The City of Elkton sat in the dark for 10 days. However, Douglas Electric Cooperative made the announcement Thursday evening that “a creative engineering solution brought the lights back on in the city of Elkton.”
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“The crews continue to construct a transmission line to Elkton, at which point the outskirts can be addressed,” the release said. “In the meantime, crews are working on those areas so they can be prepared for when the power starts flowing through the new line.”
Jodi Miller of Elkton carries jugs of water after filling them Tuesday at an American Red Cross shelter at Elkton High School. Miller, who liv…
As of Thursday evening, 2,954 are still without power. DEC has begun the process to address individual outages, though restoration time depends on the severity of the damage.
But DEC has been working in overdrive since the storm turned off the lights, threw down power lines and cut off road access. For Todd Munsey, member services employee with DEC, his day begins at 5:30 a.m. and has since Feb. 24.
“Some crews are brought in at 6 a.m., we give them a breakfast burrito, a sack lunch, and then they’re on their way loaded with supplies for the day,” Munsey said. “But we are seeing some weariness.”
These crews are working 18 hour shifts and getting six hours of rest.
Linesman work Tuesday on power pole along U.S. Highway 38 that snapped during a Feb. 24 storm that left 30,000 homes without power.
“In some cases, we are making them go home to rest because they want to stay out there working,” Munsey said. “Safety is our worry. We see the fatigue and want to be cognizant of that and make sure it doesn’t lead to someone getting hurt in this process.”
DEC ordinarily has 34 employees, half of which are line crew. Since the power went out after the storm, over 100 are working to turn the lights back on.
“We’ve got more than twice as many contract crew members working alongside our line crews to get this done,” he said. “We’ve fractured our guys to have one of them with a contract crew to show them where to go and give directions in our service territory. It’s working darn well. Our guys are rocking it out there.”
But the work is hard. Even in sunny conditions, parts of the DEC territory are tough to access without having to worry about hiking through two and a half feet of snow.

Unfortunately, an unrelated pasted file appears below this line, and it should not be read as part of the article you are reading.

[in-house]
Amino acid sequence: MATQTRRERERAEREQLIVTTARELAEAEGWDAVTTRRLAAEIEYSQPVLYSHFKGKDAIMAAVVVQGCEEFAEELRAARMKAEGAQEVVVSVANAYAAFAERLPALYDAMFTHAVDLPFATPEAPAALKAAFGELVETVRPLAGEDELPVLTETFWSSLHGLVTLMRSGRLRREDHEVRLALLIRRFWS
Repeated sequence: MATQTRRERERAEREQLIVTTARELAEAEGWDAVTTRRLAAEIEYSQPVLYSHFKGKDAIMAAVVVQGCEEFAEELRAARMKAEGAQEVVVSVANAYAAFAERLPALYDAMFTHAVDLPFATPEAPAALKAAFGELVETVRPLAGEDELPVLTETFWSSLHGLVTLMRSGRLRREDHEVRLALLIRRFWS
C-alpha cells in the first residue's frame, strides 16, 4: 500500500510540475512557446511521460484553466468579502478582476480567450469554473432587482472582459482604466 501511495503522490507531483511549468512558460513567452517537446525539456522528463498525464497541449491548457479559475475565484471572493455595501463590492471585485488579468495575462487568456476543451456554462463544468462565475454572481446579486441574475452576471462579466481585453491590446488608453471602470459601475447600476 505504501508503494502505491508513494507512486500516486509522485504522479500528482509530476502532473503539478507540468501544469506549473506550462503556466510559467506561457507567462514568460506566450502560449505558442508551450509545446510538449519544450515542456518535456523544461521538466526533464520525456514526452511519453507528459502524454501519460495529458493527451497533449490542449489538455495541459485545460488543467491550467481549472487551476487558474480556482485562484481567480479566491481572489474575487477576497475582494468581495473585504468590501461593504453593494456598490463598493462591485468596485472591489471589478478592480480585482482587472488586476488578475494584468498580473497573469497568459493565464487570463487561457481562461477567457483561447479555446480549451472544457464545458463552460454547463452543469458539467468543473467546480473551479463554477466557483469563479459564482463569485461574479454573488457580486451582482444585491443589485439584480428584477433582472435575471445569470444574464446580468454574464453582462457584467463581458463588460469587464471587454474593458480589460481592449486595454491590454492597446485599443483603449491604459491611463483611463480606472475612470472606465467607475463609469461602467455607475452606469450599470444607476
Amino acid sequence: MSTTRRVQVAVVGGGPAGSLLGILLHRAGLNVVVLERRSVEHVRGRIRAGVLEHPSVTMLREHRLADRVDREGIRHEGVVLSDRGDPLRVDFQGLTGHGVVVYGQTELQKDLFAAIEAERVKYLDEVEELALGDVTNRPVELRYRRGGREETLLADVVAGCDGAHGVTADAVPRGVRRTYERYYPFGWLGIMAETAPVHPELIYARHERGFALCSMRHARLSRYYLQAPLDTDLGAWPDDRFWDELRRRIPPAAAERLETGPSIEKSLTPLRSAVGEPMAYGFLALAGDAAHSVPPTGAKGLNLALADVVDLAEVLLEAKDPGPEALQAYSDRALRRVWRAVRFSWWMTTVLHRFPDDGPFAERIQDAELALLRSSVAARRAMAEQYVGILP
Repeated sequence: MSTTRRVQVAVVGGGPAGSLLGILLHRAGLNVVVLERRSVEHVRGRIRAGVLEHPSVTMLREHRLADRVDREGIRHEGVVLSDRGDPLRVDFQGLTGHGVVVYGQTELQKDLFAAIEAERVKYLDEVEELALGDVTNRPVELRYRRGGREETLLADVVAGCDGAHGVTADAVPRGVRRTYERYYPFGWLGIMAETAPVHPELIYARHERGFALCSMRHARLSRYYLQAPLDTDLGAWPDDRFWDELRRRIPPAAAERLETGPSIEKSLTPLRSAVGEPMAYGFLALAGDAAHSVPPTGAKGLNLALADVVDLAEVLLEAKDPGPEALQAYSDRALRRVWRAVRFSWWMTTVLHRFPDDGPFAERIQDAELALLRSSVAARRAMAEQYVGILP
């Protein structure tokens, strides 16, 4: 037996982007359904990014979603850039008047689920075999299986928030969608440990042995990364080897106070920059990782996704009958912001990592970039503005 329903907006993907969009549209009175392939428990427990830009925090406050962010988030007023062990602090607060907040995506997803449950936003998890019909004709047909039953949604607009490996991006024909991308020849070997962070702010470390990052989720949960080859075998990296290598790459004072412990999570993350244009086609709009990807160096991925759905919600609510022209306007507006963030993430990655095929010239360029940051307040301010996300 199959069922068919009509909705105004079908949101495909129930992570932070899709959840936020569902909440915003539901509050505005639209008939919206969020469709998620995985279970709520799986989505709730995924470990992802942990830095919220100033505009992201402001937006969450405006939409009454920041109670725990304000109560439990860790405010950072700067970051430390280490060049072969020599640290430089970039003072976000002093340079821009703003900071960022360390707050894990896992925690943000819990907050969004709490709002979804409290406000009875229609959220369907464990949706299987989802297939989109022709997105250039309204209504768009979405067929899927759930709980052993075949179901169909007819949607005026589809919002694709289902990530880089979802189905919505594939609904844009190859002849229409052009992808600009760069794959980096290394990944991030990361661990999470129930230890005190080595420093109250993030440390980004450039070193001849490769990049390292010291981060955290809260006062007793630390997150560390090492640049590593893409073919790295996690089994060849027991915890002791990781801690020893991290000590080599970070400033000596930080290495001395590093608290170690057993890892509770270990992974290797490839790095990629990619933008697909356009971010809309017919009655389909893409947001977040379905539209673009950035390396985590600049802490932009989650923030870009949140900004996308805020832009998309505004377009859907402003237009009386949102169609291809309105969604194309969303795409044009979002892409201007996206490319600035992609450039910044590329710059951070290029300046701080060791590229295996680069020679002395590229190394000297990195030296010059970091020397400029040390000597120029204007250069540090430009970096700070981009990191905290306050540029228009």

“It’s all intense,” Munsey said. “But these guys are focused and efficient.”
When asked if DEC could have done anything to better prepare for this storm, Munsey said they prepare every day.
“We spend millions of dollars a year on the right of way,” he said. “We clear bush as much as we can from the lines. Some folks don’t like it, but we cut trees down instead of trim them. We have a robust right of way program.”
Not only that, but DEC just finished rebuilding a tremendous amount of its line going to and from Elkton.
“We just rebuilt that,” Munsey said. “Those were brand new lines in a lot of the areas and now it’s trashed. Officially, this is a multi-million dollar storm.”
Because Douglas County declared a state of emergency, it opened the doors to possible FEMA funds to help pay for these repairs. The application to get those funds must be submitted by March 16.
If FEMA funds aren’t approved, whatever portion of the expenses that aren’t reimbursed falls to DEC members through rate increases.
Though nothing could have been done to lessen the storm damage, Munsey said how DEC responded might be improved.
Before the storm hit, DEC was looking at moving the Yoncalla crews to Elkton to improve coverage when repairs are needed. Otherwise, Munsey is confident in the leadership from DEC’s new general manager, Keith Brooks. According to Munsey, this is Brooks’ third FEMA event.
Power poles and lines lay beneath fallen trees along U.S. Highway 38 south of Elkton. A Feb. 24 storm brought heavy, wet snow and wind that do…
“He has some experience and ideas and I couldn’t be happier that our new general manager is as engaged as he is,” Munsey said. “This could have been a zoo, where people may have been running into each other, but this process has been working extremely well.”